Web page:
Abstract 478: Single-Cell Isolation and Analysis of Viable Proliferating Macrophages From Atherosclerotic Plaques
INTRODUCTION: We have recently shown that the proliferation of macrophages within the atherosclerotic plaque, rather than the recruitment of new monocytes from the blood is the key driver of plaque growth in established atherosclerosis. The study of proliferating macrophages has been hampered by the lack of a technique for identifying proliferating macrophages and isolating them from the atherosclerotic plaque in a viable state.
OBJECTIVE: Develop and validate a process for identifying proliferating macrophages in atherosclerotic lesions, and isolating them as single, viable cells, then perform a molecular characterization of these cells.
METHODS: ApoE-/- and LDLR-/- mice were fed a diet high in fat and cholesterol. Atherosclerotic aortas were collected, and cells were isolated by mechanical and enzymatic dissociation. Cells were stained using fluorescent markers and DNA-binding dyes, then analyzed and isolated by fluorescence-activated cell sorting.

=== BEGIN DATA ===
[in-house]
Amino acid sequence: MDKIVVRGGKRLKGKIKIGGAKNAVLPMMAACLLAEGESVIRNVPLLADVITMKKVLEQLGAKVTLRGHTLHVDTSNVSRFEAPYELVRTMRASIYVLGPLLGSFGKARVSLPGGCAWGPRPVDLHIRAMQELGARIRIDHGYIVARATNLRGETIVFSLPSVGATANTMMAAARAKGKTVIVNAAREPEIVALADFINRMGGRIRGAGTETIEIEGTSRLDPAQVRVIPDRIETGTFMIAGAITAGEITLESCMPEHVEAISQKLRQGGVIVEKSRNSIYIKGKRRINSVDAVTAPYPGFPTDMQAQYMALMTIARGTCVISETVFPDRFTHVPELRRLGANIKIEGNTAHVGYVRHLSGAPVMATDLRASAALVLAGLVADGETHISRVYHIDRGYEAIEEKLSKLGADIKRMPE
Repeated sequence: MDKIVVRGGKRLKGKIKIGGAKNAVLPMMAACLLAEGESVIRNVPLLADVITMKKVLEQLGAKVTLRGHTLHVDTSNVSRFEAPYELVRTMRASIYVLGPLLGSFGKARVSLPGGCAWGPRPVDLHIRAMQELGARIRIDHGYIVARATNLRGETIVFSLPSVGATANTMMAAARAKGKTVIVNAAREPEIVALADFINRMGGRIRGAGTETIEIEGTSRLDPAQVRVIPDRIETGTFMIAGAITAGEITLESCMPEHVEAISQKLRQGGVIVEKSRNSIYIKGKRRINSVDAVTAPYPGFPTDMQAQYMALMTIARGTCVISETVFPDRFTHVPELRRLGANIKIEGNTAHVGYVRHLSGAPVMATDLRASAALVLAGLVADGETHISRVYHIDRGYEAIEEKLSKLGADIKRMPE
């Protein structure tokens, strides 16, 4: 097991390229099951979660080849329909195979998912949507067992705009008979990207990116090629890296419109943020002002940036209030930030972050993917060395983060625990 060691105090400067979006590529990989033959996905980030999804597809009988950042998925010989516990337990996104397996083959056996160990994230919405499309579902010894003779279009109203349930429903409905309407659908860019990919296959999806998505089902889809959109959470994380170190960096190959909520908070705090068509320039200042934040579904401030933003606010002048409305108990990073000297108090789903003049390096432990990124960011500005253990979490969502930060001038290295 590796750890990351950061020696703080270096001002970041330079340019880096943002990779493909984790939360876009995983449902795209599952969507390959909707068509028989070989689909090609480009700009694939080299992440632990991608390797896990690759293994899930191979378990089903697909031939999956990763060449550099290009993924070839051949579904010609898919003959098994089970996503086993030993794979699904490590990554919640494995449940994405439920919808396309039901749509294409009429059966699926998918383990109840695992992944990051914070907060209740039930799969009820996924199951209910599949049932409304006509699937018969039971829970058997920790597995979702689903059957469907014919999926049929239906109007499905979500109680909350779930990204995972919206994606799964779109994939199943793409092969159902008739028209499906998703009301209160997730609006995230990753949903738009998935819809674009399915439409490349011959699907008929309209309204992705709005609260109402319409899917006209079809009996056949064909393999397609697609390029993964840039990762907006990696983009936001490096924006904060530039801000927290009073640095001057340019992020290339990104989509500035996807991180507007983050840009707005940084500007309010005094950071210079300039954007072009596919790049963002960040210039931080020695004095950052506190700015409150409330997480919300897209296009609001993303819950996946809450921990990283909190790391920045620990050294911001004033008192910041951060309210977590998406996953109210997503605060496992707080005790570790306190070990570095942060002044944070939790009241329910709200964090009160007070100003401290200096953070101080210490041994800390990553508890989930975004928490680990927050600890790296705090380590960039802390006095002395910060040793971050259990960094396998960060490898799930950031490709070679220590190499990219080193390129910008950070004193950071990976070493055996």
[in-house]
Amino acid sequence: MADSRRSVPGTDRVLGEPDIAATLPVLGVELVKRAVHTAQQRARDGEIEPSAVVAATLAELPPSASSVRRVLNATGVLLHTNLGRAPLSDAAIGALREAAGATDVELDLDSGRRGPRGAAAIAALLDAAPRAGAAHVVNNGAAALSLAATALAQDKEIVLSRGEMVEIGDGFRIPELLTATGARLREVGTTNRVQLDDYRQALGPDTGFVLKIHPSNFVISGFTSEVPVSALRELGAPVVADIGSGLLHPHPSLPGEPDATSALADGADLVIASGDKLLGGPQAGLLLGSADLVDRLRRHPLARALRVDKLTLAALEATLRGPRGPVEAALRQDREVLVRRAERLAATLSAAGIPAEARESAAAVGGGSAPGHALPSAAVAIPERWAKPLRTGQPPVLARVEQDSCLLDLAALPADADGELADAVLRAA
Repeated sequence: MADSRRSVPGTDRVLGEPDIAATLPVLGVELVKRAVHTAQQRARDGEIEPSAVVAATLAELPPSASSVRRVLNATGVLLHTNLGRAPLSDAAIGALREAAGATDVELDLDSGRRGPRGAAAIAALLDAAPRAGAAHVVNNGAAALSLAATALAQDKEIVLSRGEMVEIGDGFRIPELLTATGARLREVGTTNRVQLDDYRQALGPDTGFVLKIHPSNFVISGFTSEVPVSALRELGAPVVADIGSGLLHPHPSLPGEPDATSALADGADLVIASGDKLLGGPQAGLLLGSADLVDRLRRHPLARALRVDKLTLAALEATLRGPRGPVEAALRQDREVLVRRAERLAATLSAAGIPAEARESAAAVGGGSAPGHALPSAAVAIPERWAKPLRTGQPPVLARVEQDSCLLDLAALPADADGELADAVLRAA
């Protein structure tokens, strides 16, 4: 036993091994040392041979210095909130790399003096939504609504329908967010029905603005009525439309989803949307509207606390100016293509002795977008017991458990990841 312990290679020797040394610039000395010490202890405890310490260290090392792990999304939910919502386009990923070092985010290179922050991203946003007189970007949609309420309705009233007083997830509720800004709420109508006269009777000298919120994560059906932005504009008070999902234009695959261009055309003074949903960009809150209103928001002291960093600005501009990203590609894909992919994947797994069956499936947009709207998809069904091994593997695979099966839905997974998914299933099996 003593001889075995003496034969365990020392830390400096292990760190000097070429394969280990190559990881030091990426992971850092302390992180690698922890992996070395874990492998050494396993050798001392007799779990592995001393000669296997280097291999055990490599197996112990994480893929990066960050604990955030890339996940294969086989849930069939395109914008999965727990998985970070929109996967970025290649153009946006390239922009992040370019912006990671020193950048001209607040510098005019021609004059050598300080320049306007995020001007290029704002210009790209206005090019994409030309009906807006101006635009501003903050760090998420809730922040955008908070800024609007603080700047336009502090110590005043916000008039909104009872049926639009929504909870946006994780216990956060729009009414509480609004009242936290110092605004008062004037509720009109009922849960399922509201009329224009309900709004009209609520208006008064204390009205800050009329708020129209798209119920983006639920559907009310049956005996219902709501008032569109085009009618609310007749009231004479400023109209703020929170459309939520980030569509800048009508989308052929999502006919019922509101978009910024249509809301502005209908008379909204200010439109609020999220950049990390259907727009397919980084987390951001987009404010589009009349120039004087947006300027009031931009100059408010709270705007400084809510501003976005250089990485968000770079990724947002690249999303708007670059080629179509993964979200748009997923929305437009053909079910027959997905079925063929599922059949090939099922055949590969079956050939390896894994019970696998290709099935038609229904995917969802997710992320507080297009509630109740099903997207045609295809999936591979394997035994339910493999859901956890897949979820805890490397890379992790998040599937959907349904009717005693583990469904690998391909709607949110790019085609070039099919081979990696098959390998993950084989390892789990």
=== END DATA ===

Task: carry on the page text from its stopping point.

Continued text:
RESULTS: Mincing and enzymatic digestion in collagenase I, collagenase XI, DNAse, and hyaluronidase optimally isolates macrophages from aortic explants. Cell-surface staining with fluorescent antibodies against B220, F4/80, Ly6c, MHC II, and CD11b allows identification of lesional macrophages. DNA staining with Vybrant DyeCycle Violet allows identification of proliferating cells. Combined, these processes allow for the FACS-based sorting of viable proliferating macrophages from atherosclerotic plaque, and subsequent RNA or protein analysis, or culture.
CONCLUSIONS: The process described here allows the first-ever viable isolation of proliferating macrophages from atherosclerotic plaques. This will permit the investigation of molecular targets to interfere with the pathogenesis of atherosclerosis.
Author Disclosures: C.C.J. Zavitz: None. S. Ensan: None. C.S. Robbins: None.
- © 2014 by American Heart Association, Inc.